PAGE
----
Baby Sports Stars: Can A Toddler Be A Sports Prodigy?
How early can you see extraordinary sports ability? Well, consider that, in Europe, toddlers are being signed to professional contracts as footballers (soccer players). For example, last fall a 20-month-old was scooped up after his father had posted a YouTube video showing his ball handling and kicking skills.
While sports signings have gotten younger and younger over the years, this story is intriguing to say the last because, well, it’s really hard to tell what toddlers are going to be like when they grow up. We could dig up examples of many athletes who showed promise at an early age, or advanced abilities. You can watch a clip of a toddler named Tiger Woods hitting a golf ball on national television when he was not yet three years old. And of course, the discussion doesn’t have to be limited to sports – similar stories could be found about musical prodigies.
We will have to wait more than a decade to find out how these toddlers fare as professional athletes. They may in fact turn out to become professionals and maybe even excel. But before we see a surge of YouTube videos of kids demonstrating their sports skills, let’s keep a few things in mind.
First, it’s really hard to figure out who’s going to be great even when athletes are turning professional at the normative ages. Think about the extraordinary time, effort and expertise that goes into drafting professional football players. Think about the careful decision making that results in a player being selected as a first round draft pick. The assumption would be that they all become stars. In fact, over the last decade or so, only about 30% of all the first round draft picks have been selected as Pro Bowl players.
Check out the list of Heisman Trophy winners (“the most prestigious award in college football”) and see how many have become stars. Think about who’s not on that list, players like Tom Brady. Consider his career trajectory. He was a backup quarterback for his first 2 years in college, and was drafted in the 6th round with the 199th pick. Yes, 198 players were drafted before the player who is frequently called the best football player ever. Have a look at the 6 quarterbacks drafted before Brady and see how their careers compare to his.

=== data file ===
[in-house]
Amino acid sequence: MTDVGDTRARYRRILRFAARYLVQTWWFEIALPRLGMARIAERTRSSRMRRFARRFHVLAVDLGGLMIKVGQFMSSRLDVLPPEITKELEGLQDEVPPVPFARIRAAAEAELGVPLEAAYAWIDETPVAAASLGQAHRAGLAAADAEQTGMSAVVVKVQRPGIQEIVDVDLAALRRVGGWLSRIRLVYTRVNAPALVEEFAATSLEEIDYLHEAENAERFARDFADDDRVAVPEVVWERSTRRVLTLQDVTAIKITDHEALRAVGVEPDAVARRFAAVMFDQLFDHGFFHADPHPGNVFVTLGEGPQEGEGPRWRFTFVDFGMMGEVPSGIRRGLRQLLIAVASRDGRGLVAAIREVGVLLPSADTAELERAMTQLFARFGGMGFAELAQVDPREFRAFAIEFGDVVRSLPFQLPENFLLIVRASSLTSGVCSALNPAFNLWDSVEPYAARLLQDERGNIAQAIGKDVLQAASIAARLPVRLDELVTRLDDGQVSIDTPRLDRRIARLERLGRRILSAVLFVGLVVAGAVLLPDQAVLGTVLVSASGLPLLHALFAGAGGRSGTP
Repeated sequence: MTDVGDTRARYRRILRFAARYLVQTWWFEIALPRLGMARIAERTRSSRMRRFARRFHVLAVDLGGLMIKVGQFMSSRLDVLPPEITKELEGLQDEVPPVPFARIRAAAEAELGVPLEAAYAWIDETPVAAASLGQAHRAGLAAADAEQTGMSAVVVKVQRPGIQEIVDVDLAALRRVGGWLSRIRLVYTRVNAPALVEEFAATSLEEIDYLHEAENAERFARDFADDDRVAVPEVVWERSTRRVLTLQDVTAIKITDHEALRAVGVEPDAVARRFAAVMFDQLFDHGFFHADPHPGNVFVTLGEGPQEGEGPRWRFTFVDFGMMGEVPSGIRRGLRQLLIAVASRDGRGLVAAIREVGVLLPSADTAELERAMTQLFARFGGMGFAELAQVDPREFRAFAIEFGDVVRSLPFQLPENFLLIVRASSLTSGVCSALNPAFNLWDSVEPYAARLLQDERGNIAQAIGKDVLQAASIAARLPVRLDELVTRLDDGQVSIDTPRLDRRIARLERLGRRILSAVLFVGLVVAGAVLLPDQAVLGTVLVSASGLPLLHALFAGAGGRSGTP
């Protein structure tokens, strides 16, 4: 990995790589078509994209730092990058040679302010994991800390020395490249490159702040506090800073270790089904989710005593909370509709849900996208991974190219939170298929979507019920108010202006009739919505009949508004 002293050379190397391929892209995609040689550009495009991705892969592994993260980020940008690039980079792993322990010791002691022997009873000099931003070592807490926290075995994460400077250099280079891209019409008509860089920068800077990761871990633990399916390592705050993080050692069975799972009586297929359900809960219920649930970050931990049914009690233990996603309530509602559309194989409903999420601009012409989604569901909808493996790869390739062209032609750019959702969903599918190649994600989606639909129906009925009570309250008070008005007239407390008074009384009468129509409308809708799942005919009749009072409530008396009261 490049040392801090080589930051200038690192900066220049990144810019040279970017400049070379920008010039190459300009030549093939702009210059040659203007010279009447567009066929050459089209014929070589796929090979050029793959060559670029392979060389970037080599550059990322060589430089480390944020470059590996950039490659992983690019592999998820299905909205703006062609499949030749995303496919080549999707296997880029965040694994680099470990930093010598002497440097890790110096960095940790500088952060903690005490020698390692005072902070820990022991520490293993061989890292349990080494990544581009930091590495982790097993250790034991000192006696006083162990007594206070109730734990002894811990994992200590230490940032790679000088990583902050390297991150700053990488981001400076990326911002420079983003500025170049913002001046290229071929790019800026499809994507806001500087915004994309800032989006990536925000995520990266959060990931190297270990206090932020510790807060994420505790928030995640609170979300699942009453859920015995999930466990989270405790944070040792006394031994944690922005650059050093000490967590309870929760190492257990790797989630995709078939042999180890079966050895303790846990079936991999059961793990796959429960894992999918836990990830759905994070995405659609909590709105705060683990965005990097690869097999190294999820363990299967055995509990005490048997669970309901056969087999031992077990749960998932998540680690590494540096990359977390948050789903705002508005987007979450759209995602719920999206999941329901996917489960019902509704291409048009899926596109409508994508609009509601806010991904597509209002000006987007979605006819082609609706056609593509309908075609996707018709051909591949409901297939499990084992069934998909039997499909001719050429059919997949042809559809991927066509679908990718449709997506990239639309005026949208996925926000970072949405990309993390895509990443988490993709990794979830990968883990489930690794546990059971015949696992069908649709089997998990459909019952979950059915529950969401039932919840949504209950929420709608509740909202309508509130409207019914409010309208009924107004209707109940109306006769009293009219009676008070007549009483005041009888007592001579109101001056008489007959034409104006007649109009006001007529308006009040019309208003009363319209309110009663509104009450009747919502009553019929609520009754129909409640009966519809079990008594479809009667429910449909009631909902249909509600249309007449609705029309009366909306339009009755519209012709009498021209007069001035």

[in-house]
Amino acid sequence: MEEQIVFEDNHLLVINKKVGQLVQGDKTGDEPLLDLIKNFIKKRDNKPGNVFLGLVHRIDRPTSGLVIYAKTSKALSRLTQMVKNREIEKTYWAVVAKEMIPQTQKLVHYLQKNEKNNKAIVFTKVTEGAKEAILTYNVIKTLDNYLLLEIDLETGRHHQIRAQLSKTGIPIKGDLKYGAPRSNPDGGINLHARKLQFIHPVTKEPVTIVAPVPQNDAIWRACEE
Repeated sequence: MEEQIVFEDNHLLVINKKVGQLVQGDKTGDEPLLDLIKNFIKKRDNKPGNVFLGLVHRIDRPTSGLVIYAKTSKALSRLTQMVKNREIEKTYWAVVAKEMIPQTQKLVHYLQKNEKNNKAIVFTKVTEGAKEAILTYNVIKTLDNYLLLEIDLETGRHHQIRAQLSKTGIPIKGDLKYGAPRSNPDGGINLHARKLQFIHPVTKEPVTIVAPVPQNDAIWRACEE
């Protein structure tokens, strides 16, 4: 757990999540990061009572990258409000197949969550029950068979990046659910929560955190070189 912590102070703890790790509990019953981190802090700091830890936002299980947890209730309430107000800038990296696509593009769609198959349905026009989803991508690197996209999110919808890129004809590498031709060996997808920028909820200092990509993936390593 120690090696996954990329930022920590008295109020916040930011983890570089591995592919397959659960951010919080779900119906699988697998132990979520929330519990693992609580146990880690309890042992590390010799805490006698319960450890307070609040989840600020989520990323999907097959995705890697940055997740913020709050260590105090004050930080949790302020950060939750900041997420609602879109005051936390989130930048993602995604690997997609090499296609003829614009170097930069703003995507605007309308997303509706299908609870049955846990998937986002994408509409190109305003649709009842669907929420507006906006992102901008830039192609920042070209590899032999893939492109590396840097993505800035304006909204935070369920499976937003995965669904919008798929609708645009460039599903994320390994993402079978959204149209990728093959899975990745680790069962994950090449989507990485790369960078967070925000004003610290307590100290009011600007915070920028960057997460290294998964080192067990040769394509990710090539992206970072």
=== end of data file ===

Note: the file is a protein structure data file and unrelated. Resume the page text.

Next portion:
The point is that it’s hard for decision makers to look into that crystal ball even when athletes are of age and have gone through all the requisite training before turning professional. There are certainly objective benchmarks that are measured as they do in the NFL scouting combine. Interviewing is done to assess character and motivation. There is no shortage of performance data and video. Yet it’s still a probabilistic process at best.
All of this is offered because many of us want to put our children in a position to excel at earlier and earlier ages. There’s nothing inherently wrong with that. But the problem becomes when the stakes get raised when kids should just be growing up and learning to love the things that they are doing. Excessive pressure to achieve is not to be confused with support and encouragement to do their best. There’s no need to document this pressure. You can see it at any age. Certainly not all parents, not even the majority of parents. But that feeling is palpable. Kids aren’t just playing a game. They are performing with a lot riding on it, well before an age where that should be a relevant concern. And that fact is kids are most likely to succeed when they invest their time in something that they like and learn to love.
Some “prodigies” do in fact go on to experience great success as professionals. Many don’t. We often hear about the “numerator” in that fraction – the number who achieve that level of success. We don’t typically hear as much about the “denominator” – those individuals plus all those who don’t reach that ultimate level of greatness.
So when you hear about prodigies, or see other kids who look like they are going to be stars, don’t up the pressure on your kid. Make sure they are getting the most out of their experiences – their successes and their failures. Encourage their effort and enthusiasm and determination and their growth. Let them find their passions over time, even if it takes some time. And in that process they will define their own success.
Also check out the following blog posts on “success”:
What career will your child have? Take our quiz to find out!Add a Comment
Tags: Child Prodigies, Health, Heisman Trophy, Kids Health, Kids Sports, NFL combine, Success, Toddler Footballers, Tom Brady | Categories: Behavior, Health, Must Read, Parenting, Red-Hot Parenting, Stories